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Tool Library Sets Up Shop

[June 17, 2024]

The SW Portland Tool Library sits under the Bertha Blvd. bridge next to The Watershed.

After years of planning, SW Portland has its very own tool lending library, and it has landed in Hillsdale. Located in a shipping container on SW Bertha Blvd under the Capitol Hwy bridge, the SW Portland Tool Library is open to the public every Saturday from 9am-2pm. Volunteers are on hand to check out tools and give advice on which tool to choose and how to use it. Get more details, including membership application and a list of available tools, at

The Tool Library officially opened for business on May 25th. During a brief visit on a recent Saturday, the site was active with folks returning borrowed tools or just stopping by to learn more and browse the available tools.

Library founder Jason Bergstrom was there (above center) , along with two other volunteers, Dennis Brown (on the left) and Chuck Quarterman (on the right).

Peter King lives nearby and made a stop after noticing the container and the signage over the past couple of weeks. “Thank God! I’ve heard of these libraries, but it’s such a good idea I could hardly believe it was real!” he said. King is excited about a resource with the potential to save him hundreds of dollars. “I’ve always got DIY projects going and have had to buy tools in the past. If I could have borrowed that would have been a huge savings.”

A tool library functions similarly to a book lending library: Fill out an application form, and then you can check out up to seven tools each week. Tools are due back after seven days and may be renewed once. Late fees apply to tools kept longer than the seven-day loan period to encourage prompt returns and ensure that tools are circulating for all who need them.

As part of the application process, borrowers must supply ID and proof of residence in the SW Portland Tool Library service boundary–the west side of incorporated Portland. A suggested one-time donation of $20 helps cover expenses, which Bergstrom emphasizes are mostly the cost of additional tools requested by users: “Tools are what we'd like to put as much money toward as possible, because we want to keep the overhead portion low.”

The range of tools stocked is wide. You can check out automotive related items such as a tire pressure gauge or battery charger. The list of carpentry and woodworking tools is extensive, including various power saws and more basic tools like a hammer or a wood clamp. Here’s the complete list of categories:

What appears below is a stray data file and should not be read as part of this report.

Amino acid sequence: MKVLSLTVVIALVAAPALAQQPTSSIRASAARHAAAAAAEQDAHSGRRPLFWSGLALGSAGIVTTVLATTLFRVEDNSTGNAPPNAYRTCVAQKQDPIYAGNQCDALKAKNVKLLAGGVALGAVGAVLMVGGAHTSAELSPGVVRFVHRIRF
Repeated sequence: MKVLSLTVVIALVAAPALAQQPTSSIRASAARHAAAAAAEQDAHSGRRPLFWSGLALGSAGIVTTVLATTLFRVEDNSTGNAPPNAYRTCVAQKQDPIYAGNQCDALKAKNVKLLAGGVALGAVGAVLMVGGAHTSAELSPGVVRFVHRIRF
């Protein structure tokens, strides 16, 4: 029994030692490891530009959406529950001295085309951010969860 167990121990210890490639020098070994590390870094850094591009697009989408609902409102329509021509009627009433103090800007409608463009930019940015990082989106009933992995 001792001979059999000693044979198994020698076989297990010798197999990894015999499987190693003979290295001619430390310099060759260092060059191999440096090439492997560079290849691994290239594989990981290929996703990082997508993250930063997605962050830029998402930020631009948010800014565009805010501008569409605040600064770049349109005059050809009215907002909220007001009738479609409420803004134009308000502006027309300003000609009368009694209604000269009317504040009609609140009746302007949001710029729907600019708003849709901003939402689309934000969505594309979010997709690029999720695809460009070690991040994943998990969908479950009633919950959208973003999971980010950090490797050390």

A peek inside the Library.


Carpentry and Woodworking

Concrete and Masonry

Electrical and Lighting


Garden and Outdoors


Measuring Tools


Painting and Caulking

Plumbing and HVAC

Safety and Cleaning


Don’t see what you want on the list? Put in a request to add it to the wishlist. Currently there is no power washer available to borrow, but it’s on the wish list.

The new tool library is part of a network of similar groups across Portland (glance at the back of the freshly delivered Portland Curbsider from the Portland Bureau of Planning and Sustainability for a complete list). Bergstrom previously lived in North Portland and often borrowed tools from the library there. When he moved to the west side, he thought the service should be available here as well and got started planning a location in Gabriel Park, a plan that was ultimately upended by the pandemic.

Much of the funding has come out of Bergstrom’s own pocket, bolstered by a few grants to support tool purchases and half of the expense of the space for the first year. Weighing expenses against expected donations, Bergstrom figures “we even out at 300 new members a year.”

Besides borrowing tools, you can volunteer at the Library, inquire about donating tools, or support the project with a donation. Bergstrom says that more volunteers would allow for expanded lending hours, and hopes to eventually find a brick-and-mortar space. Through a partnership with SW Trails PDX, the Library qualifies as 501c3 nonprofit organization, making donations tax-deductible, which could be appealing to a potential landlord willing to forgo or discount rent.

As for the future, Bergstrom says, “Ideally we end up in a donated location,” which is how he says some of the other tool libraries operate. Commercial rents, he adds, are out of reach of the revenue he expects the library to generate.

—Valeurie Friedman


Bergstrom and his crew of volunteers are willing to trade maintenance work for rent (when they're not busy loaning out tools). Any ideas for a permanent location in Hillsdale? Let us know.


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